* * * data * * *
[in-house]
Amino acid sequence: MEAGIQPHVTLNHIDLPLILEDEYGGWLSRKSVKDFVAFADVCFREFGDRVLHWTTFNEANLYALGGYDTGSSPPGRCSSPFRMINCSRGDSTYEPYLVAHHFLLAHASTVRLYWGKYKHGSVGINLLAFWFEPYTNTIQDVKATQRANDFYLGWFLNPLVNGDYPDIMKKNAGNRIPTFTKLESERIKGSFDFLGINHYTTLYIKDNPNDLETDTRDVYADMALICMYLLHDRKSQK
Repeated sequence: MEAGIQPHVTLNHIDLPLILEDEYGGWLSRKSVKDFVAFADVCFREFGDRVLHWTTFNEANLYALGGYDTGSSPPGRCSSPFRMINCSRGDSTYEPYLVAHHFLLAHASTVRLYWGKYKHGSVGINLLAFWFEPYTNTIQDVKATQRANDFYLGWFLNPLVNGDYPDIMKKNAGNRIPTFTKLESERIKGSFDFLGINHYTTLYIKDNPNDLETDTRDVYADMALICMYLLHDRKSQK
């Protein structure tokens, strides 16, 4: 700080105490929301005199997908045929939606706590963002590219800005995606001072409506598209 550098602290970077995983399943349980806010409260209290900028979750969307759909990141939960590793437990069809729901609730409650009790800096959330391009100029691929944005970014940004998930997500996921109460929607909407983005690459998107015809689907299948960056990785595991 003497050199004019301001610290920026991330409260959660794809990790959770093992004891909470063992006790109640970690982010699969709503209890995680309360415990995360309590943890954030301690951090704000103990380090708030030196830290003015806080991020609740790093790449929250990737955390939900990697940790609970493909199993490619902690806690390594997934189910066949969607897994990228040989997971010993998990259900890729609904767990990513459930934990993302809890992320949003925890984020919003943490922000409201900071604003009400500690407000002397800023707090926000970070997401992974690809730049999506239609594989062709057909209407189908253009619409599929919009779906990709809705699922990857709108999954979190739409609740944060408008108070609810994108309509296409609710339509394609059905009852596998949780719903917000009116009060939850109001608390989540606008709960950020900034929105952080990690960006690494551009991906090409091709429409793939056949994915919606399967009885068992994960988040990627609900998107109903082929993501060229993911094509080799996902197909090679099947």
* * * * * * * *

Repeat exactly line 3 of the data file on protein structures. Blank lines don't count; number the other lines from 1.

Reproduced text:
Repeated sequence: MEAGIQPHVTLNHIDLPLILEDEYGGWLSRKSVKDFVAFADVCFREFGDRVLHWTTFNEANLYALGGYDTGSSPPGRCSSPFRMINCSRGDSTYEPYLVAHHFLLAHASTVRLYWGKYKHGSVGINLLAFWFEPYTNTIQDVKATQRANDFYLGWFLNPLVNGDYPDIMKKNAGNRIPTFTKLESERIKGSFDFLGINHYTTLYIKDNPNDLETDTRDVYADMALICMYLLHDRKSQK